Under G. L. c. 213, Section 1D, and G. L. (Ter. Ed.) c. 214, Section 19, an appeal by the petitioner in a certiorari proceeding from a final judgment for the respondent within twenty days after the entry thereof was timely even though more than twenty days had elapsed since entry of orders sustaining a demurrer to the petition and denying a motion to amend it. 
The board of conciliation and arbitration in conducting an arbitration under G. L. c. 150, Section 5, as amended, is a quasi judicial tribunal and certiorari is a proper remedy to review the lawfulness of its action. 
An award by the board of conciliation and arbitration in an arbitration under G. L. c. 150, Section 5, as amended, is binding on the parties in the absence of fraud, even though the board may have committed an error of law or fact in reaching its conclusion. [302-303]
A judgment for the respondent entered after sustaining of a demurrer to the petition in a certiorari proceeding for review of an award by the board of conciliation and arbitration in an arbitration under G. L. c. 150, Section 5, as amended, was affirmed on appeal where the petition merely alleged that the award "wrongly concluded as a matter of law on the evidence introduced at the hearing that the petitioner's employees were entitled to . . . [certain] pay" and that the petitioner was "aggrieved by incorrect conclusions of law . . . and by the erroneous award made . . . on the evidence." 
PETITION, filed in the Superior Court on January 28, 1958.
A demurrer to the petition was sustained by Goldberg, J., and a subsequent motion to amend the petition was denied by Macaulay, J.
Dean E. Nicholson, for the petitioner.
Leo Sontag, Assistant Attorney General, (Raymond F. O'Connell with him,) for the respondent.
WILKINS, C.J. The first question is whether the appeal is timely. A demurrer to this petition for a writ of certiorari was sustained on July 21, 1958. On July 31, a motion to amend the petition was filed. This motion was denied on October 6. On October 15 the petitioner appealed from the order sustaining the demurrer and the denial of the motion to amend. On December 17 that appeal was waived. On December 22 judgment was entered for the respondents. On December 26 the petitioner appealed from the judgment. This was within the twenty days permitted by G. L. c. 213, Section 1D, [Note 1] and G. L. (Ter. Ed.) c. 214, Section 19. Hence the appeal is rightly here.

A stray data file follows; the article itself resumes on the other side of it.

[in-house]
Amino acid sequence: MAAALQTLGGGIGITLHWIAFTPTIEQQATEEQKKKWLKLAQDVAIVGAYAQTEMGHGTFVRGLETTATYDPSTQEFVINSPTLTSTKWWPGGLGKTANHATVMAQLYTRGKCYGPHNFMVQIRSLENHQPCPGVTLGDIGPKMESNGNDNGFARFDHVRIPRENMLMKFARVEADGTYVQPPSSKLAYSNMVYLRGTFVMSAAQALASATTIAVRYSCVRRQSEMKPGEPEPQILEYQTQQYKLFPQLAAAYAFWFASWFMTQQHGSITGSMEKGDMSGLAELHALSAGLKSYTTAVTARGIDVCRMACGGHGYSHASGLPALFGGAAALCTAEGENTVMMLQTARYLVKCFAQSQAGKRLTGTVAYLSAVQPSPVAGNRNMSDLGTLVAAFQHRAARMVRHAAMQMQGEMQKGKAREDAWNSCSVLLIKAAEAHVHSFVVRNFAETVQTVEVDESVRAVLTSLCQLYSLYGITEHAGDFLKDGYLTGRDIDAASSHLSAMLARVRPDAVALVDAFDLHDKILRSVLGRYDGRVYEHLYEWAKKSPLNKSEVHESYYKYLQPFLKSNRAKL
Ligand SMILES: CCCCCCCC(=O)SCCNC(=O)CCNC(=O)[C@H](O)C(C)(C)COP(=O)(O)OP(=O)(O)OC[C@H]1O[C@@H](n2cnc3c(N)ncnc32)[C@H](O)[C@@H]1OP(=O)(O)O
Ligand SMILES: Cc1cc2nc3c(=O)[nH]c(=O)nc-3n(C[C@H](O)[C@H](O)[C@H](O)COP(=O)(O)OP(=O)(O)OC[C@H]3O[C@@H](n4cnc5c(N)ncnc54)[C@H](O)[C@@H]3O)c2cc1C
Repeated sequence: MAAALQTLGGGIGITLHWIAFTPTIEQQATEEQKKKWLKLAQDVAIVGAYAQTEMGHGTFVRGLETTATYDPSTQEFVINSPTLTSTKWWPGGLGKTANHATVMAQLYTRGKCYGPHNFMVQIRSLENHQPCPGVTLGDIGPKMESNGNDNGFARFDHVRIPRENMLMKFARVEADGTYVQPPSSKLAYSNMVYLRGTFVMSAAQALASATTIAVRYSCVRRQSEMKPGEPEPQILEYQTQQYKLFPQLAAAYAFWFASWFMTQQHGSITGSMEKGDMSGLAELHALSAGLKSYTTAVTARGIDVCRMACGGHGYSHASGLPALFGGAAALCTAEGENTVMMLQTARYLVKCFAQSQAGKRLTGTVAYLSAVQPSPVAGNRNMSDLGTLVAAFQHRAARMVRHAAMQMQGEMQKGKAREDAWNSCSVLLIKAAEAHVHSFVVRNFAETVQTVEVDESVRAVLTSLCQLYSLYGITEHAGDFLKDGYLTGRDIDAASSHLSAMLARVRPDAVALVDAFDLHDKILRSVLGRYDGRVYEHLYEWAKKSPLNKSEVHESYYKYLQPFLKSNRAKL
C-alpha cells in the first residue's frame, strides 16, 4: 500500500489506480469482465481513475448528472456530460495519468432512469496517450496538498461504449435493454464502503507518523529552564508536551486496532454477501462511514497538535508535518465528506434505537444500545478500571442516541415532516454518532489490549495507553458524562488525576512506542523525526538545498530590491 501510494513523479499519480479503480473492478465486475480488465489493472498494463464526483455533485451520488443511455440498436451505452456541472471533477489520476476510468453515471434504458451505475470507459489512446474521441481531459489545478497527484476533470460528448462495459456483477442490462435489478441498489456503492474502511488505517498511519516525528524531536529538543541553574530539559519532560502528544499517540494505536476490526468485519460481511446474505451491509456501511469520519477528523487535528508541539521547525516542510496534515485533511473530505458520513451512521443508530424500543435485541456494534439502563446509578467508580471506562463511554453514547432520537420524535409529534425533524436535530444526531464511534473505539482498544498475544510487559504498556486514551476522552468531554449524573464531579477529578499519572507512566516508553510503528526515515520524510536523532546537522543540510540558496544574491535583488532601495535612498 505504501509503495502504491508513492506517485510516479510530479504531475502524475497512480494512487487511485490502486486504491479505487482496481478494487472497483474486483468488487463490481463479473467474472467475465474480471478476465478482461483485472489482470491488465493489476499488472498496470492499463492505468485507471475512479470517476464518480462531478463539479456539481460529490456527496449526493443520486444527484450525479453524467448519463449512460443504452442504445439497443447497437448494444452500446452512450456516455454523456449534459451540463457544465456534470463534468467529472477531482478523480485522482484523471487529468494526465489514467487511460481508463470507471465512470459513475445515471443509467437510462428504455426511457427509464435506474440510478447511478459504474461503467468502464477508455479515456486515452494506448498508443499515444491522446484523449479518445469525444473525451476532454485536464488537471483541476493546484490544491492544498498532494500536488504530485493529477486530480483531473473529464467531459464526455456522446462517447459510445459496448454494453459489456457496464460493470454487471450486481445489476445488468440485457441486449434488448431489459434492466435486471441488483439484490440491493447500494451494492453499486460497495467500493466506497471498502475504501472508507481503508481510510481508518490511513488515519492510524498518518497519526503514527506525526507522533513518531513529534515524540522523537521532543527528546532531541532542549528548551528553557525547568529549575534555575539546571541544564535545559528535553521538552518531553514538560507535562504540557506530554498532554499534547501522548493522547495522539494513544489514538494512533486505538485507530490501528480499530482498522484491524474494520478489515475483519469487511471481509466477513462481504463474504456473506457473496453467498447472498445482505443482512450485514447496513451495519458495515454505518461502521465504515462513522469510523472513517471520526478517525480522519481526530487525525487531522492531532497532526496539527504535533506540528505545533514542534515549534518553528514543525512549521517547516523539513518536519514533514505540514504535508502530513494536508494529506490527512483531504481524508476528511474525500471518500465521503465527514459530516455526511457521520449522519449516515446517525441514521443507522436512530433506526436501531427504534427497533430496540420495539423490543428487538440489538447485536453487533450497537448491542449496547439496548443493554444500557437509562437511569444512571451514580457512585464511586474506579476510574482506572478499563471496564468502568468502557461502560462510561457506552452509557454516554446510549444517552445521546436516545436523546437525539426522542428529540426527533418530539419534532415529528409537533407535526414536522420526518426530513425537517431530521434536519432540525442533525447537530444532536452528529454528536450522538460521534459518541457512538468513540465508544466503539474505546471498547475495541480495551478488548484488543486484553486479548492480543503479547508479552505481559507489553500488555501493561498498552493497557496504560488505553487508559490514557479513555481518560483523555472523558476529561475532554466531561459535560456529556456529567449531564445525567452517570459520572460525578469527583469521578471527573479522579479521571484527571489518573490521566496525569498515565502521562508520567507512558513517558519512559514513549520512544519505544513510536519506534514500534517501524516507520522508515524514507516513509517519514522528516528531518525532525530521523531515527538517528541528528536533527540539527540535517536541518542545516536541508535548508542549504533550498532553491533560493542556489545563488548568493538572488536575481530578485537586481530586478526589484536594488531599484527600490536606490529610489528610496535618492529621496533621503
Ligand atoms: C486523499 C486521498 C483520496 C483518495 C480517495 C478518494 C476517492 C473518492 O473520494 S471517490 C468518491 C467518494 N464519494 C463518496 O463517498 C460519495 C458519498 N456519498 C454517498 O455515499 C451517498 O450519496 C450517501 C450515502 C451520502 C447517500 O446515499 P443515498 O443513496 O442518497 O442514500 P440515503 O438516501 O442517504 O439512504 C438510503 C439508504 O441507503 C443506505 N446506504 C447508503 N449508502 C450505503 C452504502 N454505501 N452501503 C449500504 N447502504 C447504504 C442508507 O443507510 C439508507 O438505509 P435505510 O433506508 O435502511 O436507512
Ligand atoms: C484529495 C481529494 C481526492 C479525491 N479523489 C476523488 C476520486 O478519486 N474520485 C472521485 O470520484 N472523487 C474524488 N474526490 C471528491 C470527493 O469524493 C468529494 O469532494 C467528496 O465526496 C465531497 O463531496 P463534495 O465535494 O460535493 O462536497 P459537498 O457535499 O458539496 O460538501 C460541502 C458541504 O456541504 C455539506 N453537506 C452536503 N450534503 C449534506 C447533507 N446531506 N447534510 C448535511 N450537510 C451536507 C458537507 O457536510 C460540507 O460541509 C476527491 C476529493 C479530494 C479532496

The board of conciliation and arbitration in the performance and exercise of its duties is a quasi judicial tribunal. Certiorari is a proper remedy to review the lawfulness of its action in hearing a labor arbitration under G. L. c. 150, Section 5 (as amended through St. 1938, c. 364, Section 2). Thus a failure to decide all the material questions submitted has been held on certiorari to invalidate an award of the board. [Note 2] Boott Mills v. Board of Conciliation & Arbitration, 311 Mass. 223 . In similar proceedings an award of the board has been held invalid because a report of experts was irregularly received in evidence without affording the parties an opportunity to be heard. Burns v. Thomas Cook & Sons, Inc. 317 Mass. 398 . In the case last cited, it was said that an award of the board is to be treated as would an award at common law (page 401). This means that in the absence of fraud the decision of the arbitrators is binding even though they may have committed an error of law or fact in reaching their conclusion. Phaneuf v. Corey, 190 Mass. 237 , 246-247. J. F. Fitzgerald Constr. Co. v. Southbridge Water Supply Co. 304 Mass. 130 , 134, and cases cited. Baldwin v. Moses, 319 Mass. 401 , 402. While it is error of law, and not merely error of fact, to make a finding which is not warranted by
the evidence (A. B. & C. Motor Transp. Co. Inc. v. Department of Pub. Util. 329 Mass. 719 , 722), this is not an error which will invalidate the decision of arbitrators, or will lead to quashing the proceedings on certiorari.
In the case at bar the allegations of the petition do not state a case for granting the writ. The petition alleges that the award "wrongly concluded as a matter of law on the evidence introduced at the hearing that the petitioner's employees were entitled to their full vacation pay and holiday pay for May 30, 1957, and your petitioner is aggrieved by incorrect conclusions of law . . . and by the erroneous award made . . . on the evidence introduced at the hearing." These allegations do no more than to assert that there are unspecified errors of law as well as the error of making an erroneous finding on the evidence.
[Note 1] The amendment of St. 1957, c. 155, is presently immaterial.
[Note 2] By express provision in the State administrative procedure act adjudicatory proceedings do not include "proceedings for the arbitration of labor disputes voluntarily submitted by the parties to such disputes." G. L. c. 30A, Section 1 (1).